How to take a picture of a child blowing out birthday candles

Discussion in 'Photography Beginners' Forum' started by RegRoy, Jul 8, 2010.

  1. RegRoy

    RegRoy TPF Noob!

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    Hi,
    Can anyone recommend the proper settings I could use (ballpark) to take a picture of child blowing out birthday candles in a dark room?

    I don't know if I should use settings to vary the aperture because of the light, or worry about shutter speed because blowing out candles is "in motion".

    Thank you.
     
  2. benlonghair

    benlonghair TPF Noob!

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    Well, first of all, you're going to need to a) shoot in manual and intentionally underexpose or b) shoot in Aperture priority and use exposure comp to underexpose.

    You should be able to crank your ISO settings a little and go wide open on your lens to keep your shutter speed somewhat usable. A tripod wouldn't hurt.

    Get somebody to help you figure out your settings before hand (ie dark room with some candles in a piece of styrofoam or something) because guessing in the moment probably won't work.

    On second thought, don't use styrofoam and candles, they don't mix well. But you get the idea.
     
  3. RegRoy

    RegRoy TPF Noob!

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    LOL! :lol:

    I understand aperture priority but what is "exposure comp"?

    Thanks.
     
  4. OrionsByte

    OrionsByte No longer a newbie, moving up!

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    I might add that if you plan on intentionally underexposing the shot (which would minimize camera shake and motion blur at the expense of exposure), that you make sure you're recording in RAW so that you can pull some more exposure out in post without destroying the quality of the shots.
     
  5. mrpink

    mrpink No longer a newbie, moving up!

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    A list of your gear would help.

    Based on what I own.... Full manual settings, proper exposure set to the childs face, f 2.8 and as slow of a shutter speed as I can go without blur, add in a OCF only if needed for fill.




    p!nK
     
  6. KmH

    KmH Helping photographers learn to fish Supporting Member

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    Underexposing in low light will add deadly amounts of noise.

    If anything you need to get the exposure as close to correct as possible, rather than underexposing.

    That however means cranking up the ISO to get enough shutter speed to stop motion and cranking up the ISO also introduces deadly amounts of noise, unless you are shooting with pro gear. Are you shooting with pro gear?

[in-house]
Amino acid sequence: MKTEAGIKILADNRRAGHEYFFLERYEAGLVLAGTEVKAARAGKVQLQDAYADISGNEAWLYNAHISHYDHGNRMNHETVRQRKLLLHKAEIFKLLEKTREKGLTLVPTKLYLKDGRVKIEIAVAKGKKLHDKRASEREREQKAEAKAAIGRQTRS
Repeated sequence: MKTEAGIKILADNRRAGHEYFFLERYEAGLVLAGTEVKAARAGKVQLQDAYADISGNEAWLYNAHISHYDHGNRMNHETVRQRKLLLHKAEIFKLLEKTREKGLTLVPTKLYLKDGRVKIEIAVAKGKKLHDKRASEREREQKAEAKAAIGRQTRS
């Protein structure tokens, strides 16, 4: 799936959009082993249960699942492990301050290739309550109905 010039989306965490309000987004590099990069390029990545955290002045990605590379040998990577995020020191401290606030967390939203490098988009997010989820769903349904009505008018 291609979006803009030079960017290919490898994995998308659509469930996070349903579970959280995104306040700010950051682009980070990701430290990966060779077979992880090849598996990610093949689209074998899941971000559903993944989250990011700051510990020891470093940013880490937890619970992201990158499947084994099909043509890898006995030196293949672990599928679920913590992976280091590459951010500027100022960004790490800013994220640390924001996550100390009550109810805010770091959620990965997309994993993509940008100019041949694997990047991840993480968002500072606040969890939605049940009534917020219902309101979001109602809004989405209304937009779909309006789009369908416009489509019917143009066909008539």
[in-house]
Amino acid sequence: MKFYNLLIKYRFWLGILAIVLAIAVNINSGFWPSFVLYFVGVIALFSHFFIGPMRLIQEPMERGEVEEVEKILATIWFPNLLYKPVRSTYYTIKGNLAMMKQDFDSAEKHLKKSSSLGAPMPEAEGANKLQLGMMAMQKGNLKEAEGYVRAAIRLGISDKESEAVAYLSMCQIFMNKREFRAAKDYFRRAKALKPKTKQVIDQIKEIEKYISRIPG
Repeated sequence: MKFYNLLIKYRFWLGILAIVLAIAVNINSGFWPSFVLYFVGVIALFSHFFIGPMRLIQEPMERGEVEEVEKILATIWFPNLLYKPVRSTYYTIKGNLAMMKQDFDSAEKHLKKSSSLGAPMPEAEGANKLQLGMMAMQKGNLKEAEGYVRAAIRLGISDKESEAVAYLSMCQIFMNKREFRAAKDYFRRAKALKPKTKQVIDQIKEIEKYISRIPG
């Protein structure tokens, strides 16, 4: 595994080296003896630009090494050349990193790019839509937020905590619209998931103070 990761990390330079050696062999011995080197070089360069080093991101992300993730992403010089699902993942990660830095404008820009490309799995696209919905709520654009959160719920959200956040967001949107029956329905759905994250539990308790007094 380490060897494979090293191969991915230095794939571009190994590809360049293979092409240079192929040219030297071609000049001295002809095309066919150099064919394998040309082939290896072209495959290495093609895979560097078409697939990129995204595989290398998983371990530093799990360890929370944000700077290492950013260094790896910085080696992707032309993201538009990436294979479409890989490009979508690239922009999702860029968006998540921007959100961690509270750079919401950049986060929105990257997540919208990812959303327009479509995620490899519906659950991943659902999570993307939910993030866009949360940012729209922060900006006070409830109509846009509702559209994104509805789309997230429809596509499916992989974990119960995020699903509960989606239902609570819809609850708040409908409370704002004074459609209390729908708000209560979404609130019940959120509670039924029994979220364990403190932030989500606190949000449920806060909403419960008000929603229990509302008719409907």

Consequently, you need to use flash to introduce enough light so you can use a low ISO setting and for a correct exposure. The duration of the flash of light and rear/second curtain sync can handle the motion stopping task.
     
  7. RegRoy

    RegRoy TPF Noob!

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    I'm a hobbyist -- so I have a digital rebel xti with the 18-55mm lens that came with it. I also have a tamron telephoto but I'm in the office now so I don't have the specs on it right now.

    And how do I set exposure to the child's face?

    And what is OCF?
     
  8. benlonghair

    benlonghair TPF Noob!

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    If you don't underexpose, the dark room will go gray. Remember that your exposure meter is dumb. I agree with mrpink about exposing for the face, tipping.

    I might be wrong, and I know KMH is right about noise. If you expose as your camera wants to (especially if you're using matrix) you're going to get a very overexposed shot. Please correct me if I'm wrong.

    Exposure comp is exposure compensation, basically telling your camera that it should take it's settings when using either shutter or aperture priority and either under or over expose from where it thinks it should be. Good for taking shots you want very dark or very bright.

    Off Camera Flash.
     
  9. Robin Usagani

    Robin Usagani Been spending a lot of time on here!

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    just keep it simple and use shutter speed priority around 1/100 of a sec. Bump up your ISO if there is not enough light.
     
  10. KKJUN

    KKJUN TPF Noob!

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    Spot metering? Might work, but I was never in a similar situation.
     
  11. Josh66

    Josh66 Been spending a lot of time on here!

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    Is it even going to be dark? Everyone is assuming that it's going to be pitch black in there...

    Some people turn all of the lights off when they blow the candles out, some don't...

    If the lights are on & the blinds open, it shouldn't be too big of a deal. You just have to decide if you want a slow enough shutter speed to show motion in the flames, or not. Set everything else to make that shutter speed work.

    If it's going to be dark, with the candles as the only light source - well, you better get the picture before they all are blown out. :lol:

    This was shot on a 350D (XT) with the 85mm f/1.8 at ISO 100, f/1.8, 1/80th sec, handheld:
    [​IMG]
    bigger

    You are going to have to raise the ISO pretty high to shoot only by candle light with your lenses. Here, a fast prime was just barely fast enough. I did leave the ISO at 100 though... Going up to 1600 or so would have helped, but I would have a lot of noise too.

    I would try to talk them into leaving the lights on, if they don't normally do that.
     
    Last edited: Jul 8, 2010
  12. benlonghair

    benlonghair TPF Noob!

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    The OP specified a dark room.
     

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